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Who will dominate the middle east?

Tarik Ayasun 

turk1949@comcast.net

A new and strange battle for domination of the Islamic world is being fought in the Middle East. On one side is Shiite Iran, on the other side is Sunni Turkey and the battlefield is Syria. Why is this an important battle and what will it mean for the geopolitics of the area?

Iranian Supreme Leader Ayatollah Ali Khamenei and Syrian President Bashar Al-Assad, two Middle Eastern dictators, want to form a united front against their neighbor Turkey, a NATO ally, which on this issue seems to have the silent backing of the US Government. Both Iran and Turkey would like to establish their supremacy in the area and they are using a troubled Syria as their battlefield to establish their goals.

As Israel watches intently on the sidelines, the situation becomes even more volatile and dangerous when you throw Hamas and Hezbollah, two avowed enemies of Israel and USA into the mix. Hamas recently moved their offices from Damascus to Qatar, after Al-Assad was furious with their leadership for refusing to support the Assad regime against the popular uprising that began earlier this year. Hamas leaders had refrained from taking sides in the conflict, claiming that the movement’s policy was to avoid interfering with the internal affairs of Arab countries, despite the fact that they outwardly supported the downfall of Ben Ali in Tunisia, Mubarak in Egypt and Ghaddafi in Libya.

On the other hand, Al-Assad has the full support of the leadership of Hezbollah, another avowed enemy of Israel and the USA. Hezbollah’s leader, Hassan Nasrallah, made it very clear in a speech in Beirut, Lebanon that they “stand by the Syrian regime, a regime of resistance against Israel.” Based on the demands and the goals of the anti-government forces in Syria, it is now certain that in a post- Assad Syria, there will be no room for Hamas, Hezbollah or Islamic Jihad. This makes the matter even more complicated and serious.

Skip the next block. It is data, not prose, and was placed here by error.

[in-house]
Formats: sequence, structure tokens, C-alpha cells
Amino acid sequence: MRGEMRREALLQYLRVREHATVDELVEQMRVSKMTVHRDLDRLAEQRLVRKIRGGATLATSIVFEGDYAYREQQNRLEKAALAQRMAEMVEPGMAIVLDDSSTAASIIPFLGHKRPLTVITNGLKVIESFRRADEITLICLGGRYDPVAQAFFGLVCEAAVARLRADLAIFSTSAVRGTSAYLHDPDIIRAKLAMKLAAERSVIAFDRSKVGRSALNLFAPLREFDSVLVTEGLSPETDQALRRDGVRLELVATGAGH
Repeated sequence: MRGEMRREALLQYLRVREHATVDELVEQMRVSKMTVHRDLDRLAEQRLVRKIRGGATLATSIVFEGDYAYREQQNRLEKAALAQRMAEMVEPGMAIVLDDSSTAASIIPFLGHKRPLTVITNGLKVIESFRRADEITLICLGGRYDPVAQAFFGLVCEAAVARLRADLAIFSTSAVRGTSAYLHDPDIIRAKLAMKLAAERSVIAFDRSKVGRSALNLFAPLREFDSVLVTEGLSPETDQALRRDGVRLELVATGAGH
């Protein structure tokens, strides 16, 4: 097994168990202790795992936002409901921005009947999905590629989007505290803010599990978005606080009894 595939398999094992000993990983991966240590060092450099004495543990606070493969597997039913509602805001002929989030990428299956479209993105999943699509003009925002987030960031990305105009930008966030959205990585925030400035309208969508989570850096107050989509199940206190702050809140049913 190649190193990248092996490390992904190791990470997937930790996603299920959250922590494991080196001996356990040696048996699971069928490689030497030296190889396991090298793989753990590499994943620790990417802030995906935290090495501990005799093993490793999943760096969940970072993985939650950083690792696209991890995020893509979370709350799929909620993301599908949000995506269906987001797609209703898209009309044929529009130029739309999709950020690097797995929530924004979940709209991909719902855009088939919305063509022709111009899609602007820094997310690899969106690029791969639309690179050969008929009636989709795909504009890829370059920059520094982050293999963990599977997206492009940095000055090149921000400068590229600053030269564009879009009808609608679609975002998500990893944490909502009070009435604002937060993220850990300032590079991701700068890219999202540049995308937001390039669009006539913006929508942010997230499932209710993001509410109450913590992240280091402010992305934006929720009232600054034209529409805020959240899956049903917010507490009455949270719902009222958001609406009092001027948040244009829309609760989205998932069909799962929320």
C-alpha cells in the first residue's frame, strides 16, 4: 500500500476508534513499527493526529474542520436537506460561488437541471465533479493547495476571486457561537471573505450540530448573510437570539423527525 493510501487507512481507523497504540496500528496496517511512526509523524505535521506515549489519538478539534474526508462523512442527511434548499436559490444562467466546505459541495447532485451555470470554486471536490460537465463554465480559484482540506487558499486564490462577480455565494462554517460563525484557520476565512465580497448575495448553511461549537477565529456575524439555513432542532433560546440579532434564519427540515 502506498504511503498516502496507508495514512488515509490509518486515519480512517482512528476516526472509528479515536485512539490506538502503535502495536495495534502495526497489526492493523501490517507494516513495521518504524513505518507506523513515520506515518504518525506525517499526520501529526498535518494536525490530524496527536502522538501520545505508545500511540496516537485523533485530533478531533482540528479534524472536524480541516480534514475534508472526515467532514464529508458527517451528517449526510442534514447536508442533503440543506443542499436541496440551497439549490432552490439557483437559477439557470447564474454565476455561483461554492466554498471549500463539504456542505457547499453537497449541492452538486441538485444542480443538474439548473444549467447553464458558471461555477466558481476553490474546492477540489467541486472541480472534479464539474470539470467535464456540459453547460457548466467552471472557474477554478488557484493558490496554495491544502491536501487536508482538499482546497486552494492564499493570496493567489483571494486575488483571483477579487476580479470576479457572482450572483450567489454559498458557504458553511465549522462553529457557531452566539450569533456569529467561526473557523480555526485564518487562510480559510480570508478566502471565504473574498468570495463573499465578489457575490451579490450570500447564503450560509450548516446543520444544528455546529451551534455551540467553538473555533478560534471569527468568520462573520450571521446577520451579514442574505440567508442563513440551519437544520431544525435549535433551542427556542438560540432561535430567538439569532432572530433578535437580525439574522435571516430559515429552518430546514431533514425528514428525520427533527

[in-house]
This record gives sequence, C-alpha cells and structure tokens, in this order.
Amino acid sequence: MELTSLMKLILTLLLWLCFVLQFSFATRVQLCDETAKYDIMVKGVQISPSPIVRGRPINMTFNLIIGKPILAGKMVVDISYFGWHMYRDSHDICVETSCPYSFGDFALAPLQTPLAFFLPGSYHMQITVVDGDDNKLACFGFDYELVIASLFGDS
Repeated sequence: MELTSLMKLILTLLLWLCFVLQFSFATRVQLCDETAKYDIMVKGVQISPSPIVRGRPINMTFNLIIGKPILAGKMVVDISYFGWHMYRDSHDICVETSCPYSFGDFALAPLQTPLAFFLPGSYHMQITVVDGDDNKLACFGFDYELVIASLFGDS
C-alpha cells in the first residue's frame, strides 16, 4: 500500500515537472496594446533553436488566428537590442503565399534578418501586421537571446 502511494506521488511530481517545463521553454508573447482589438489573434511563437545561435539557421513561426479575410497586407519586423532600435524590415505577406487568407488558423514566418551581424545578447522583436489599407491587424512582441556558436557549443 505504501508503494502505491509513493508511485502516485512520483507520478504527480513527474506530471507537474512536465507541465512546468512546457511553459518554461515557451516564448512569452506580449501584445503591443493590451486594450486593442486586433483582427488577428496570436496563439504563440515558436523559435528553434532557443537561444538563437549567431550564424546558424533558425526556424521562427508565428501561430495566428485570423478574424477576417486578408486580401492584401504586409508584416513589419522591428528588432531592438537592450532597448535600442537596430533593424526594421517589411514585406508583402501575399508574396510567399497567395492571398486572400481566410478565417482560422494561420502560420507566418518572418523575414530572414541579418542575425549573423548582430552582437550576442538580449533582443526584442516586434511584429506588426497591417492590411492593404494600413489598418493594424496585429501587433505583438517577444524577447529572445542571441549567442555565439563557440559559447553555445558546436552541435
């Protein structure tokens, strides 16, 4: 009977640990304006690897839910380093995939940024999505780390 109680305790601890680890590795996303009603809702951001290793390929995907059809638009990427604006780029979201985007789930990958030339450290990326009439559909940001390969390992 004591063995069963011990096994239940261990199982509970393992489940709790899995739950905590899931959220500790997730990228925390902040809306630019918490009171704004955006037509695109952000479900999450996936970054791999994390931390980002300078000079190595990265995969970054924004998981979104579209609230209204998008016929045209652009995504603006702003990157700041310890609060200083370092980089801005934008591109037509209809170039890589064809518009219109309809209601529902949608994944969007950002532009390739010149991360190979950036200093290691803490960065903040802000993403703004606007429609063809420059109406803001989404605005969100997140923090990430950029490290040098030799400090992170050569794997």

How does Turkey view the events in Syria, their neighbor in the South? There are two scenarios the government in Turkey is trying to avoid. One would be for the events in Syria to get completely out of hand and cause the country to fall into total chaos. The other would be for the internal situation in Syria to prepare the ground for outside intervention by others. Despite all this, the Government of Turkey has allowed anti-Assad forces to operate from bases in Turkish territories and allowed the formation of a de-facto government-in-exile in Istanbul (Syrian National Council) led by a long time Syrian dissident.

Under either scenario, the political and economic relationships between Turkey and Syria may catastrophically fail and may cause a religious war in the area among various sects of Islam, particularly between the Sunnis and the Shiites. In order to avoid either scenario, the Ankara government advised Syria in two main areas. One was for the Assad regime to immediately bring about democratic reforms in Syria, stop the heavy handed response to the demonstrations, give voice to all sectors of Syrian society and hold fair and honest elections immediately. The other was the declaration of the Turkish Government against further killings of the Syrian population by Assad’s military forces led by his brother, Maher. Beyond political and economic ties between the two countries, there are deep historical and humanitarian ties which force the Turkish Government not to remain silent.